The Rain Jacquemus Makes (Not Just Raffia)

At the Jacquemus spring-summer 2023 presentation, the brand's fifth collection since switching to a see-now, buy-now business strategy, raffia dropped from the sky. (Jacquemus)
At the Jacquemus spring-summer 2023 presentation, the brand's fifth collection since switching to a see-now, buy-now business strategy, raffia dropped from the sky. (Jacquemus)

The buzzy French company has used a charismatic creator, distinct brand identity, and business plan geared to social media to produce €200 million in income this year, as raffia dropped from the sky during Simon Porte Jacquemus' Monday show.

Designer Simon Porte Jacquemus gathered a celebrity-studded audience to his show outside of Paris on Monday, including Blackpink vocalist Jennie, actors Vincent Cassel and Pamela Anderson, and reality TV personality Christine Quinn.

Raffia pieces snowed from the ceiling to create a surrealist summer in winter, a modern take on an old-fashioned cinematic trick. The line-up of sensual, sunny outfits, many of which are being prepared for purchase in December as part of the brand's "see-now, buy-now" campaign, made for an appropriate backdrop.

It is hardly surprising that Jacquemus would use cinematic techniques for its most recent collection; the designer is renowned for his unique runways, which have included adventures through surreal salt mines and lavender meadows.

The social media savvy designer frequently puts his own background and personality at the center of his work, whether it is his close ties to the south of France, his sun-drenched romance with his then-boyfriend, or his boyish sense of humor. (He teased the concert by playing a practical joke on his 5.2 million Instagram followers on Sunday, saying, "The show of tomorrow will be my last one... of the year!")

Instead of enlivening the collection with yet another tale about Jacquemus, the guy, the designer made an effort this season to keep himself out of the picture by mining the codes of Jacquemus, the brand. Big straw hats, sunflowers, geometric patterns, and twisted, asymmetrical tops from prior seasons all made a comeback. The brand's well-known €100 sun bob was disassembled and incorporated into ruffled tops as a jab at its own commercial success.

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"I didn't want to share another self-contradictory tale. As a maison would, we wanted to make references to our own past, said Jacquemus.

Instagram-dependent customers who frequent upscale summer destinations like Capri and Mykonos—and whose style vocabulary of large hats and small bags has frequently been influenced by Jacquemus' summery collections—became a major source of inspiration for the show as the brand sought to infuse new life into classic pieces like strappy sandals, straw totes, and large earrings. "We wanted to sublimate the female who is a little out there. With our own codes, we intended to have fun, Jacquemus stated.

The self-referential line was a shrewd move by Jacquemus since while the success of the company has frequently been attributed to its charismatic founder, the brand is slowly but surely evolving into an institution in its own right. As it aims to increase annual sales from roughly €200 million euros this year to over €500 million euros in 2025, it opened its first retail location this year on Paris' illustrious Avenue Montaigne (home to luxury ür-institution Christian Dior). It also hired Bastien Daguzan, a longtime advisor, as its first external chief executive. (Jacquemus published its financials in an interview with BoF in September for the first time since 2016).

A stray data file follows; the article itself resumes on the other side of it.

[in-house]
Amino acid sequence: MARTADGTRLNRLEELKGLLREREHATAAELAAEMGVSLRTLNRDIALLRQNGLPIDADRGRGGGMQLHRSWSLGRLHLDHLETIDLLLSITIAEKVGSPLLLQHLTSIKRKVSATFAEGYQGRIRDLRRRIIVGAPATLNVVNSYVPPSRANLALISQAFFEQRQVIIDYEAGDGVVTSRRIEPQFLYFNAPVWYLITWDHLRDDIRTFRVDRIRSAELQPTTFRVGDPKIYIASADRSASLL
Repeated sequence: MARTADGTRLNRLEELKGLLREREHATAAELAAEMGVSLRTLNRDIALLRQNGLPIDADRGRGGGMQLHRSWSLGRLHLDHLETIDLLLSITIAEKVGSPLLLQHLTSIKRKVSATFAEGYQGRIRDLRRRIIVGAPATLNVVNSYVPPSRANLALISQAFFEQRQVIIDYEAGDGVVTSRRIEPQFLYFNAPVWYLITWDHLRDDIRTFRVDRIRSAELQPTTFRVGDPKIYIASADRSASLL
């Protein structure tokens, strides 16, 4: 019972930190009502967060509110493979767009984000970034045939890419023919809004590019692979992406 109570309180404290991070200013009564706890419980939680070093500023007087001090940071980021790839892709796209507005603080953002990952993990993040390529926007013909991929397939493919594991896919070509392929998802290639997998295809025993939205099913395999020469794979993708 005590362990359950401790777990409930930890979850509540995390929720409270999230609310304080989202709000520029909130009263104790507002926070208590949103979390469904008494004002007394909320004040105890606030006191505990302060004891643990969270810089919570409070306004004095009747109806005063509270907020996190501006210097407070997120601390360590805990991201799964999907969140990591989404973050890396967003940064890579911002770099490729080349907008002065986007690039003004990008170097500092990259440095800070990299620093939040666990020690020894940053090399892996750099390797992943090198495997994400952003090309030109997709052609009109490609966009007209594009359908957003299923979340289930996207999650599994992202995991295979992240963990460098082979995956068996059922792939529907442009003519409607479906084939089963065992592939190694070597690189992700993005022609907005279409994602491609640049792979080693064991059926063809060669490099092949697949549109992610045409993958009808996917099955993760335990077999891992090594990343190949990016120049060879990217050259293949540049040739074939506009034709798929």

We wanted to make historical references similar to how a maison would.

Both a realist and a romantic, Jacquemus has modified his business approach to convert the internet excitement created by the current show into direct sales. He has stuck with the "see-now, buy-now" philosophy that has made runway designs immediately shopper-friendly for the past five seasons.

The strategy, which closes the gap between staging shows and selling collections that many firms employ to gain momentum through celebrity placements, magazine shoots, and advertising, has been tried and abandoned by other businesses. Additionally, a business must create the following collection while preparing to stage the previous one and arrange sales talks with stockists behind closed doors.

However, Jacquemus claimed that scheduling performances to coincide with the selling season has increased social media conversions. 39 percent of the brand's €102 million in annual revenues were generated by its online flagship.

We have such a large following on Instagram that it wasn't feasible to display an item that wouldn't be for sale for another six months. The audience was really perplexed, said Jacquemus. "As a creator, it's incredibly hard to develop something and not share it, and then 6 months later go back into it. But as a business owner, it's great that more individuals are sporting Jacquemus.

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